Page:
2019 Continues to Bring More Changes to New York's (and New York City's) Employment Laws

As readers of this blog are aware, over the past couple of years both New York State and New York City have been active in passing laws governing the workplace. That trend is continuing in 2019 as new laws go into effect and others are implemented by the State and City. Employers must remain vigilant in keeping abreast of new laws and ensuring compliance with them to avoid potential legal liabilities.

Two laws that recently became effective are New York City’s lactation room law and its mandatory sexual harassment training requirement. New York City’s lactation room law went into effect on March 18, 2019 and requires that employers provide a lactation room for nursing mothers and implement a written lactation room policy. Similarly, the City’s requirement that employers provide yearly sexual harassment training became effective on April 1, 2019. We previously wrote about those laws here.

In connection with the annual training requirement, the New York City Commission on Human Rights (NYCCHR), recently published a free online interactive training module designed to assist employers in satisfying the training requirement. The NYCCHR’s training module can be found here. Under NYC’s law, all employees must be trained by December 31, 2019. However, employers should take note that under New York State’s similar law, the first year of sexual harassment training must be completed by October 9, 2019. Thus, employers in New York that have not started to implement the required sexual harassment training should immediately begin to do so.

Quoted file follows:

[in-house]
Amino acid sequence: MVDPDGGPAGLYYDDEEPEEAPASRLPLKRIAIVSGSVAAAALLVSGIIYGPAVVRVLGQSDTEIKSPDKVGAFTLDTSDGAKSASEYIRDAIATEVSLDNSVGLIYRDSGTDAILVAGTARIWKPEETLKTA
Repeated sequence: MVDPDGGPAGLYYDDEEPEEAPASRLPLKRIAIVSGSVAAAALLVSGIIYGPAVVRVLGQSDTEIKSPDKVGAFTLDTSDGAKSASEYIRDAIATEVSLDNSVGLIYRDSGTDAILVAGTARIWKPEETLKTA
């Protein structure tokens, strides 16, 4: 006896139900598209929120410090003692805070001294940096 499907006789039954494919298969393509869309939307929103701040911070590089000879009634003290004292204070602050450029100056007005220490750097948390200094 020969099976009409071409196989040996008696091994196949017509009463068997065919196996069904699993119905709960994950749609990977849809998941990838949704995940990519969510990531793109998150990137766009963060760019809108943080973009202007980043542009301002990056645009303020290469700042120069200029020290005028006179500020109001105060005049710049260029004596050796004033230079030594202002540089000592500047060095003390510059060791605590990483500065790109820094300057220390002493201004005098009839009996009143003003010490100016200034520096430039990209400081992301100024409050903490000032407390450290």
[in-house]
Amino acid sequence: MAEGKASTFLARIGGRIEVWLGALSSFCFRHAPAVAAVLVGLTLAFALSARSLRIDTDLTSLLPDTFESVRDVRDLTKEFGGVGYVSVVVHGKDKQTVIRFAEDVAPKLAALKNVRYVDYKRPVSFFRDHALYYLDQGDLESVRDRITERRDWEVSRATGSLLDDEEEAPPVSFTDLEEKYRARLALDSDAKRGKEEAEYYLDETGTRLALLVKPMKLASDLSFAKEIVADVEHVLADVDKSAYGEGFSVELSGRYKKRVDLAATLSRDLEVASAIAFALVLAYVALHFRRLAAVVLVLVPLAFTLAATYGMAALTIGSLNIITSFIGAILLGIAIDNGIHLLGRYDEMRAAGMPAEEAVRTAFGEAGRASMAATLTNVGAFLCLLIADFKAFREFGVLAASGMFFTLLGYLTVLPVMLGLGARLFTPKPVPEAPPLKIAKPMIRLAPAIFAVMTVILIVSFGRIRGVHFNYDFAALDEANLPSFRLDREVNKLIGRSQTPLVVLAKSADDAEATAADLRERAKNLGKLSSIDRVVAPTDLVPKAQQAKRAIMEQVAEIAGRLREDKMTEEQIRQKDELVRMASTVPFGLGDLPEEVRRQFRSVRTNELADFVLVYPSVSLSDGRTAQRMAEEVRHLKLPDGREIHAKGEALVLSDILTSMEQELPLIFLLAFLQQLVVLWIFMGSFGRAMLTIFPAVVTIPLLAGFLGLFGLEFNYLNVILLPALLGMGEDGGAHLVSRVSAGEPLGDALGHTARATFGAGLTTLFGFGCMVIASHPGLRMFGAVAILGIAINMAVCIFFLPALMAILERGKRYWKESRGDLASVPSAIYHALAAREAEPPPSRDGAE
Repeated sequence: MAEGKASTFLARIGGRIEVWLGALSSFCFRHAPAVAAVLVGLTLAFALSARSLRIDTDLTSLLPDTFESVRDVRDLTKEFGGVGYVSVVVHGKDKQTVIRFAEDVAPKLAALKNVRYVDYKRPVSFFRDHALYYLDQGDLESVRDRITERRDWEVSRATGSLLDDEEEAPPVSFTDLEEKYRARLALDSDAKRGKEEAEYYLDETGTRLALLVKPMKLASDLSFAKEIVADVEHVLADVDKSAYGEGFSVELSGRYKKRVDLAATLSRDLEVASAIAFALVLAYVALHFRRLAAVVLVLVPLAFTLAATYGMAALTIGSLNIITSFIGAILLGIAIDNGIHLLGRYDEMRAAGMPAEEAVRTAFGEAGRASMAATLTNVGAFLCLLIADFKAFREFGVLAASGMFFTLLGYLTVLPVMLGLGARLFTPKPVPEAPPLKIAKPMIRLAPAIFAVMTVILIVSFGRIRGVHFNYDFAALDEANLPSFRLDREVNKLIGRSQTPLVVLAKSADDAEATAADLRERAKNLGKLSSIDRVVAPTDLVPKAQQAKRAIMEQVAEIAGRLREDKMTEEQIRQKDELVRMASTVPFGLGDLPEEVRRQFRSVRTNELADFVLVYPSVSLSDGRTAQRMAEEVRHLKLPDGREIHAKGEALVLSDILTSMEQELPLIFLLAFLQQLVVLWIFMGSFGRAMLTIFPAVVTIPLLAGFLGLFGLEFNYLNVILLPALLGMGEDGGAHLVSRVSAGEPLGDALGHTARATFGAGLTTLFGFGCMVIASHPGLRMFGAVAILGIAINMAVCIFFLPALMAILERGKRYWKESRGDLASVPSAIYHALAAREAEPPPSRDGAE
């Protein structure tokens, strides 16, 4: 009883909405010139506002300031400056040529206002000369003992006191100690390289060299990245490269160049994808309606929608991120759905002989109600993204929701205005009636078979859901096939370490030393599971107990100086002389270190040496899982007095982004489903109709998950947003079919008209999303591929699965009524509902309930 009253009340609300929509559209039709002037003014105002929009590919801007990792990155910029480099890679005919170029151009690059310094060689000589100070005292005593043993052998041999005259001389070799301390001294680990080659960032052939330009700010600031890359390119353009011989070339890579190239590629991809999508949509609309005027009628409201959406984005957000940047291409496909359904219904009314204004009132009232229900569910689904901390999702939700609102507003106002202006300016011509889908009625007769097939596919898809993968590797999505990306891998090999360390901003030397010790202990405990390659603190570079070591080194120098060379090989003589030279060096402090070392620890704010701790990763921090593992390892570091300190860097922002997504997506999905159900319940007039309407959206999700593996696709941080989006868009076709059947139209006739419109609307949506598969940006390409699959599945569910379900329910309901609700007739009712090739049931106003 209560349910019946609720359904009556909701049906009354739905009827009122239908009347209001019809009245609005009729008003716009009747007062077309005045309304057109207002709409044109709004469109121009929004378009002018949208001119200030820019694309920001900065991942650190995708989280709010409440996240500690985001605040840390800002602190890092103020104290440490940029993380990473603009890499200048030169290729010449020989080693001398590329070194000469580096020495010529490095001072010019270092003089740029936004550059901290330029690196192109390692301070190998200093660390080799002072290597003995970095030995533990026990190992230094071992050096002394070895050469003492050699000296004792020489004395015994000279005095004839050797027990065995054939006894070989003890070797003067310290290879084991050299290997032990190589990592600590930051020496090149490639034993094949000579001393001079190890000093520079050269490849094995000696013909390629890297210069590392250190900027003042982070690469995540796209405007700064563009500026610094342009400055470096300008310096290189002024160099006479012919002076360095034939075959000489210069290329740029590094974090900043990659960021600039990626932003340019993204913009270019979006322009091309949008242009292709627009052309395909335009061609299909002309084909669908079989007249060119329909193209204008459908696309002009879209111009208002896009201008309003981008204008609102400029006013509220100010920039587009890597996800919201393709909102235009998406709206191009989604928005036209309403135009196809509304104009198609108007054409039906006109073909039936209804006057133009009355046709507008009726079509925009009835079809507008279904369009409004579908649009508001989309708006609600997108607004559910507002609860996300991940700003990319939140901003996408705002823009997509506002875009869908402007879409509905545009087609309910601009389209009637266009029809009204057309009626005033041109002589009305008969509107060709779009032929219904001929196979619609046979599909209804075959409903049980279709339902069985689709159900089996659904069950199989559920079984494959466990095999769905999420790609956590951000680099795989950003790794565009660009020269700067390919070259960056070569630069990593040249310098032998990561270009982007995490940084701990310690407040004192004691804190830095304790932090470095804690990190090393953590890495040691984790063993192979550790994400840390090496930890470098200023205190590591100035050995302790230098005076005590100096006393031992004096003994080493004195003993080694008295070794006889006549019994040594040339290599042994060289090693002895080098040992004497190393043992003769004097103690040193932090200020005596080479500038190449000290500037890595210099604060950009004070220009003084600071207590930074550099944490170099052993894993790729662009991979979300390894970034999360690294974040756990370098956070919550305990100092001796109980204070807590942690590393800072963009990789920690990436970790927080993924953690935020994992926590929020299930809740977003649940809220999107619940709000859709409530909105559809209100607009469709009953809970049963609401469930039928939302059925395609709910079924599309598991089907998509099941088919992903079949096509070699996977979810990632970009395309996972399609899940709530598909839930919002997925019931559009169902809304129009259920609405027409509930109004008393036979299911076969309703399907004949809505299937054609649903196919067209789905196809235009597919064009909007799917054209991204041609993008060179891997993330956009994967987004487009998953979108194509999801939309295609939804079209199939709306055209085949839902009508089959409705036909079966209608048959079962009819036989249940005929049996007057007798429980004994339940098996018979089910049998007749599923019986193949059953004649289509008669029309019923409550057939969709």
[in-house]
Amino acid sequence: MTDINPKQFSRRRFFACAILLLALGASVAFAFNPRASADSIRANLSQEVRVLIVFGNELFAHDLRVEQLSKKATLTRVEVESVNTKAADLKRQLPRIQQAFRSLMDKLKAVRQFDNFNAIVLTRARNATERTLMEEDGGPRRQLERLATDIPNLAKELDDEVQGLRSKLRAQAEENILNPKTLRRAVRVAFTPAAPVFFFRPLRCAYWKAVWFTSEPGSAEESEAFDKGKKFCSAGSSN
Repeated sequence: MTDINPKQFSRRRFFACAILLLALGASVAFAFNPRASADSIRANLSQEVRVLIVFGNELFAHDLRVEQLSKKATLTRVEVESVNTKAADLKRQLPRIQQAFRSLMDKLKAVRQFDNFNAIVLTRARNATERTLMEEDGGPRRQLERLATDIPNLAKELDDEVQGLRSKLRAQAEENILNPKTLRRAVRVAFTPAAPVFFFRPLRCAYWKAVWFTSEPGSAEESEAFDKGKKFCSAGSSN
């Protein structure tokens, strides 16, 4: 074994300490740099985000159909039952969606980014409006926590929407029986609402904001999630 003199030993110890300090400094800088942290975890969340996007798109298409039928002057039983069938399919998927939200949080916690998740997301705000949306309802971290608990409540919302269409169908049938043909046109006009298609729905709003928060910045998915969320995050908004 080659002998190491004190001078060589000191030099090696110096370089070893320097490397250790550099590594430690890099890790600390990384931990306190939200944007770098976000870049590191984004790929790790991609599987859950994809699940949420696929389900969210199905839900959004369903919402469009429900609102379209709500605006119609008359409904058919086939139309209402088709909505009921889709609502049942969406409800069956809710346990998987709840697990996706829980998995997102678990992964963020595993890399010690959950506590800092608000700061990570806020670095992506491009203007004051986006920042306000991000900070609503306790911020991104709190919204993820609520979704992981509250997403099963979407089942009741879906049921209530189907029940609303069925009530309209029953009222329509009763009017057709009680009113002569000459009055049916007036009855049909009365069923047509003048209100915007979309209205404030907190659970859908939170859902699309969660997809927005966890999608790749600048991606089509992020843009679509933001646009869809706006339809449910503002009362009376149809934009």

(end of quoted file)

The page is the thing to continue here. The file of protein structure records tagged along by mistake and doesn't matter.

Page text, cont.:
New York State also recently amended its Election Law to provide that all registered voters may request up to three hours of time off, regardless of their schedule, to vote in any public election. Under the amended law, employees must be given time off to vote without a loss of pay, but the law is silent as to whether an employer can charge an employee’s paid time off for time used to vote. The amended Election Law continues the existing requirement that New York employers must post a conspicuous notice setting forth the entitlement to time off to vote, at least ten days before a public election.

Employers in New York, and particularly in New York City, continue to face constantly changing employment law obligations and should consult experienced employment counsel to ensure that they comply with both existing and new laws. If you have questions about your business's employment law obligations, please contact us at (201) 345-5412 / (646) 503-5358 or through our online calendar to schedule a complimentary consultation.